Everyone wants to make a decent living. But unfortunately, local government intervention, such as the city of San José raising its minimum wage to $10 per hour, has harmful consequences.
Apparently, a couple of college students got the idea from a "Social Action" (SOCI 164) class and pushed the agenda. No reports as to whether these students or their professor have had any experience in making small business payrolls.
But let's follow this idea logically: If a mandated minimum wage helps those at the bottom of the pay scale, then why not raise it to $12, $15, $20, even $30 per hour? Wouldn't that help even more?
Extra money for pay hikes has to originate from someplace. Some supporters believe that it comes out of the pockets of "evil" corporations. In reality, it is generated from hiring fewer people and raising prices. It also means that salaries already above the minimum standard have to be jacked up as well.
Local reaction to the San José story has been mixed. Some support the move while others express concern.
"If they did this in Lodi and raised prices, I'd probably dine elsewhere," said one friend.
Dave Arney, Lodi resident and owner of a local manufacturing business, predicted dire consequences should the same increase happen here.
"I have around 40 employees," he told me. "I would not be able to raise prices because of stiff outside competition. I'd have no choice but to cut back hours, relocate, or go out of business altogether."
So who profits by raising the bar? The Bureau of Labor Statistics reports that a majority of minimum-wage jobs are held by unskilled workers between the ages of 18 and 24. Turnover of these positions is very high. A recent study reported that the average duration for one of these jobs is around 14 weeks.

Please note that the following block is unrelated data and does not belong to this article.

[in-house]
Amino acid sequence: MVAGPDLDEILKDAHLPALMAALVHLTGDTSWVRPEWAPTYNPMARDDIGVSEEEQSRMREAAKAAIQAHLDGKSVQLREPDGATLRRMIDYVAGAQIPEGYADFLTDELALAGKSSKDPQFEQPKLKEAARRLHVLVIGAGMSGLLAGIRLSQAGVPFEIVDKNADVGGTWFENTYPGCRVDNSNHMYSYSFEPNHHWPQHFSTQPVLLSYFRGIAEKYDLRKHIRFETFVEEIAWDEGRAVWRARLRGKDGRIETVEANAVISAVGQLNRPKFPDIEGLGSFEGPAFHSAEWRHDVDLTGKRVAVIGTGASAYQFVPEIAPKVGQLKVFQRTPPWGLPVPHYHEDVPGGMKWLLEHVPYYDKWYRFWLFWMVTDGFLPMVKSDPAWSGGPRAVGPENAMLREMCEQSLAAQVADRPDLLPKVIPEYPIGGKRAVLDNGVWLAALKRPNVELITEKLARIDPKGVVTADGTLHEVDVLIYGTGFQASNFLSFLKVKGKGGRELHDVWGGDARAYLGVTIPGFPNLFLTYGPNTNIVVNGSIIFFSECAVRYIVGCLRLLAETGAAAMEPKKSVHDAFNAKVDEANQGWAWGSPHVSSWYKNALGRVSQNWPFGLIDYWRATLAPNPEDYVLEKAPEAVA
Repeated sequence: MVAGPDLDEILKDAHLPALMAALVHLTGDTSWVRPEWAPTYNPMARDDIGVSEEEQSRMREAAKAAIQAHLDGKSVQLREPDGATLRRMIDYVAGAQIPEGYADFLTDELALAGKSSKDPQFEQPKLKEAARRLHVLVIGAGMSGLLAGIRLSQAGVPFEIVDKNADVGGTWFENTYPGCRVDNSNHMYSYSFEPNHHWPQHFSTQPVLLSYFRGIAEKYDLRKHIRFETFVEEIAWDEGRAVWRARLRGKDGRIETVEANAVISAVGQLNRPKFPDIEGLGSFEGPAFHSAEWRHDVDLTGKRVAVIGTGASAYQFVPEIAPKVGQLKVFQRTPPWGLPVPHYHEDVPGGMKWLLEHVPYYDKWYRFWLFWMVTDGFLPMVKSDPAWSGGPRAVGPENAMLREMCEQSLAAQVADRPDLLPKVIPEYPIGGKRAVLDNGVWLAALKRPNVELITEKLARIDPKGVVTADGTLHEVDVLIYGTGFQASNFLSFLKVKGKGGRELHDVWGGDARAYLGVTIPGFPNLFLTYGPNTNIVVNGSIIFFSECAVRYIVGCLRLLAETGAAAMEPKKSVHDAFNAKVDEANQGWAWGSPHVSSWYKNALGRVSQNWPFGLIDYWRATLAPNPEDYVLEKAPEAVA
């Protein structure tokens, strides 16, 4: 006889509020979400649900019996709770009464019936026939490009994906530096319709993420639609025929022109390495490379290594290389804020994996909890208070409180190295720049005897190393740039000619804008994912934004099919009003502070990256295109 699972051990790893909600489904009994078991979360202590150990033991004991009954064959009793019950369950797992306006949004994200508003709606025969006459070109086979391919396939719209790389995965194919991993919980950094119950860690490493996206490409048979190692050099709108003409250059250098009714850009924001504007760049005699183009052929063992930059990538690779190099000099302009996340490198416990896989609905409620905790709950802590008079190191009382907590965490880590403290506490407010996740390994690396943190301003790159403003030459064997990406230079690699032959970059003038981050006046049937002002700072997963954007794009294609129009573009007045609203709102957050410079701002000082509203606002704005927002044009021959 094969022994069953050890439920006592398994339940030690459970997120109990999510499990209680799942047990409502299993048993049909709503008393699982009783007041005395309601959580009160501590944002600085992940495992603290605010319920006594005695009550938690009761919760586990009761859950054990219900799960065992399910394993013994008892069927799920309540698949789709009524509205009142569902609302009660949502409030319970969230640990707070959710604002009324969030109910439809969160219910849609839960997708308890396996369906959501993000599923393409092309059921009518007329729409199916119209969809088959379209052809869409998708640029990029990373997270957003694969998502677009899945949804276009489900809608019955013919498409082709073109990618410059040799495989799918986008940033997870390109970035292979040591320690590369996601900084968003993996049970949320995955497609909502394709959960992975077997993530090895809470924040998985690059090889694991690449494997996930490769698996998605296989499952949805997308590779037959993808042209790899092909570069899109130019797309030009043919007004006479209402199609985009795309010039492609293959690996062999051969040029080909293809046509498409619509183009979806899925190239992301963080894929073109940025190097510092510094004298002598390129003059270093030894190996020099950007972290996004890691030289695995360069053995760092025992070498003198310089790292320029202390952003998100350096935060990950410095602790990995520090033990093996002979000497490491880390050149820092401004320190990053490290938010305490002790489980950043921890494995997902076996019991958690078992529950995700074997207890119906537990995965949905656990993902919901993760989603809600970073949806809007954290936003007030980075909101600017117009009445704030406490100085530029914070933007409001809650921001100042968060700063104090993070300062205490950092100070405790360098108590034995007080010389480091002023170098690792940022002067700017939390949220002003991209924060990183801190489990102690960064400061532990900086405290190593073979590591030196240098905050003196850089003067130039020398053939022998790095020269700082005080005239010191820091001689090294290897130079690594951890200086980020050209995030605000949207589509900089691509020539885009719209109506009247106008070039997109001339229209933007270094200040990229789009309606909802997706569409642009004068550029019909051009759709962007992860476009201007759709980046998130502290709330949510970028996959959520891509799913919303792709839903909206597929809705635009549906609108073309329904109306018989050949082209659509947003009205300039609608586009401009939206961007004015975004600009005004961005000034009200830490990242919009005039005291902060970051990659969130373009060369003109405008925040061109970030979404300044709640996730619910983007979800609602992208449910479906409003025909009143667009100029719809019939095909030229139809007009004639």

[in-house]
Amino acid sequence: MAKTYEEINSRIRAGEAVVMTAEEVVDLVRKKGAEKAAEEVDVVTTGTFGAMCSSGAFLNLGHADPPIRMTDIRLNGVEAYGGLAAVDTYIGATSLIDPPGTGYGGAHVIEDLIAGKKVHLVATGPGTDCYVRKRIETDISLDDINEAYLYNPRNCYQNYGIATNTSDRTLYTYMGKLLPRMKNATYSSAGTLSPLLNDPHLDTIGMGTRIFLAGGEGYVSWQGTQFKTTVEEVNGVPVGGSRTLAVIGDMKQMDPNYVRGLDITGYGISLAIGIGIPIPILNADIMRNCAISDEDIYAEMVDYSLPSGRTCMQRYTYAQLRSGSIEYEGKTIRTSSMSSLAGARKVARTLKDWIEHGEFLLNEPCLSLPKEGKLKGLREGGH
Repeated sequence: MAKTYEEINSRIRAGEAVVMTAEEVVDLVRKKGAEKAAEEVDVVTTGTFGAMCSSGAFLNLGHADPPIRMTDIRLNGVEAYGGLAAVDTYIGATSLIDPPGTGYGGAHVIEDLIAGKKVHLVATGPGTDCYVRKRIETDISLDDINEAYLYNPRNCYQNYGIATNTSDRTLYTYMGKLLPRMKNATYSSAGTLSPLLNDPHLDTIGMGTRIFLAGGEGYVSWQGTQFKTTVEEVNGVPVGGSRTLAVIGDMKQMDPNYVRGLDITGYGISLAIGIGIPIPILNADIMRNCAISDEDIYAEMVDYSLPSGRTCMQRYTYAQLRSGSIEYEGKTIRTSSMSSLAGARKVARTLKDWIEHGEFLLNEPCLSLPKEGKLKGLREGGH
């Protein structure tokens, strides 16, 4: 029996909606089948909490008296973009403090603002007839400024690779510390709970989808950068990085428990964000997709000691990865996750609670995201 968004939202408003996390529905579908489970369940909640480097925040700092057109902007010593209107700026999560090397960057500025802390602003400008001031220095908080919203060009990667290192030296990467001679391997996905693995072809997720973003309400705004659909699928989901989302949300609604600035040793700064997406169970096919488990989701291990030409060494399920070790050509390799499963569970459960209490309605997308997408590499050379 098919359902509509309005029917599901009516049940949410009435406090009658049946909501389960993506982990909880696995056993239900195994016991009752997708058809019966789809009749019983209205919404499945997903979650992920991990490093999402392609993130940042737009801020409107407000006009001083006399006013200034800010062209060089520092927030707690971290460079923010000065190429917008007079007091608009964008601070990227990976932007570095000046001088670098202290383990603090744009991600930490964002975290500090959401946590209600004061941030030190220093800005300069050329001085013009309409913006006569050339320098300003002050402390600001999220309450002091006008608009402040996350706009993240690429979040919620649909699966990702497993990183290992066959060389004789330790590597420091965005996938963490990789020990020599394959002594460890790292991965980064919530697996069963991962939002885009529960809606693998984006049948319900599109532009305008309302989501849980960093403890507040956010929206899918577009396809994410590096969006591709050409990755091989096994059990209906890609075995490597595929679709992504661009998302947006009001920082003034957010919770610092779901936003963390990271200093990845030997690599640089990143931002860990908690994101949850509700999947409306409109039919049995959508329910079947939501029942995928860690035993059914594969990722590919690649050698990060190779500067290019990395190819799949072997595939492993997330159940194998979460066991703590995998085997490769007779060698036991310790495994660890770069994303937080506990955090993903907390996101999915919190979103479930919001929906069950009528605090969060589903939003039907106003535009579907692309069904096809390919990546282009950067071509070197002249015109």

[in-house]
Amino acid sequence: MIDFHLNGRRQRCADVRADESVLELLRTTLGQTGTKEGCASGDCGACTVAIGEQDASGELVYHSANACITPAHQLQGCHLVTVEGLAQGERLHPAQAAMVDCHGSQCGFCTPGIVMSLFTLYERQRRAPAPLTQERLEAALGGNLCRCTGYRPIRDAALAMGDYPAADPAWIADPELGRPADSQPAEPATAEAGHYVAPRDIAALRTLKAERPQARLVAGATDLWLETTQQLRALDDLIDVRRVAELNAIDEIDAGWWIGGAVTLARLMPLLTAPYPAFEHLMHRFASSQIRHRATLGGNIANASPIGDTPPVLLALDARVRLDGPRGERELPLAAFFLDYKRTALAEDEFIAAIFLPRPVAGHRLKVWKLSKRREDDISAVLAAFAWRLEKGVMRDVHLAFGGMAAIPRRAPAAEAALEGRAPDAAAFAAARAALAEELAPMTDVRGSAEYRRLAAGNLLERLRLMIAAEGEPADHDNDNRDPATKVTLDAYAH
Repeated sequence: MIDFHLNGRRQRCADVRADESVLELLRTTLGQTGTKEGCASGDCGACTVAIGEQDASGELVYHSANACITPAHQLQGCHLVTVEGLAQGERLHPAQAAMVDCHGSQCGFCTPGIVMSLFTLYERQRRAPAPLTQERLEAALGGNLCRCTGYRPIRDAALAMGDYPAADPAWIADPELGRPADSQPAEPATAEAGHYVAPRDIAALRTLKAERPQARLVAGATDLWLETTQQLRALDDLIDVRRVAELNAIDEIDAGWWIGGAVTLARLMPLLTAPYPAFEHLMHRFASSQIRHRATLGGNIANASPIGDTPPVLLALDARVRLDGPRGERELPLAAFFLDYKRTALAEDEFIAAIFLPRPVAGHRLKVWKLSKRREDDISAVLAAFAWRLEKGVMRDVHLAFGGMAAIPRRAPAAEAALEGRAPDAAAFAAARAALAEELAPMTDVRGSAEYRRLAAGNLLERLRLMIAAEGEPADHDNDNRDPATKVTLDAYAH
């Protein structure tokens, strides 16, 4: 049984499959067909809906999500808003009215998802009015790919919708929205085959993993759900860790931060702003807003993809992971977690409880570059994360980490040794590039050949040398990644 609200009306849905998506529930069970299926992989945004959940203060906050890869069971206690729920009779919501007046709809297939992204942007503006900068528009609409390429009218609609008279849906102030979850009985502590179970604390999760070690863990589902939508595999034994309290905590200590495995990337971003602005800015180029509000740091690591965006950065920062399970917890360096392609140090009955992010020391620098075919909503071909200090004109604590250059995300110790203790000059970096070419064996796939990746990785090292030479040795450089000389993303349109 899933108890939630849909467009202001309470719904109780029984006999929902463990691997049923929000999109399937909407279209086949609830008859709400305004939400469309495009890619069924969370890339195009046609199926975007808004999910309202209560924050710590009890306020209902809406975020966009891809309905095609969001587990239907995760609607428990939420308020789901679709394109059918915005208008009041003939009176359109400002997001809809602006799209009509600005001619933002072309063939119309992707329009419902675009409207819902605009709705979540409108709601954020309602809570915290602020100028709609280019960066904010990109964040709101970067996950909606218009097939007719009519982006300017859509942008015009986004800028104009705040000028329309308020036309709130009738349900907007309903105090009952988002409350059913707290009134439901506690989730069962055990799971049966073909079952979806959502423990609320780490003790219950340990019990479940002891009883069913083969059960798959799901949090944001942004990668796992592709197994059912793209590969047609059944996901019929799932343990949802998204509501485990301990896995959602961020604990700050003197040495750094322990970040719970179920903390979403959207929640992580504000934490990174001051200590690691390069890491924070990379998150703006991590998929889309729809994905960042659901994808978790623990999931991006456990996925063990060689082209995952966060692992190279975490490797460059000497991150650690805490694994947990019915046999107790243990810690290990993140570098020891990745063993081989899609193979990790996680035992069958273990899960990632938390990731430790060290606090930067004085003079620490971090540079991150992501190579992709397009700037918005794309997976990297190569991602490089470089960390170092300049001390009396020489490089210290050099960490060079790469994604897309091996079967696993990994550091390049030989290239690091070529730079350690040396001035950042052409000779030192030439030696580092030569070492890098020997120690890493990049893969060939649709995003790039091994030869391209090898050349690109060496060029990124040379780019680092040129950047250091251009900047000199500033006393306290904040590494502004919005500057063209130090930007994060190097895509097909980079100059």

Another factor to be considered: Most of these jobs are trainee positions.
They provide an opportunity for unskilled young people to learn a trade and advance to higher salaries.
If one location pays more, experienced people from other parts of the country or state enter that market. They are hired over the inexperienced. Thus, opportunities for those learning on-the-job training are often curtailed.
In June 2006, before a 40-percent increase in the national minimum wage, Forbes magazine reported that 42.1 percent of teens between the ages of 16 to 19 were employed. But by 2010, only 28.6 percent of this group had jobs.
If governmental entities really want to do something to help the lowest wage earners, they can start by creating business-friendly atmospheres for more private-sector jobs. When demand for labor is greater than supply, wages can grow at a faster rate than any politician can decree.
In North Dakota, fast-food jobs are paying an average of $15 per hour in a state where there is a shortage of unskilled labor. It's all thanks to the recent oil boom. Unemployment there is at 3.5 percent vs. California's 9.8 percent.
As a side note, California has the same opportunity to create jobs in energy production as this Midwest state does — coupled with a positive wage trickle-down effect to unskilled, unrelated occupations. However, politicians have refused to take full advantage by restricting development of our valuable natural resources.
So before we break out the champagne corks and celebrate San José's new minimum wage ordinance, let's put the emotional arguments aside and think about the real consequences.
An artificial wage hike is not likely to solve a standard-of-living problem. If anything, it only hurts the very people it is supposed to help.
Steve Hansen is a Lodi writer.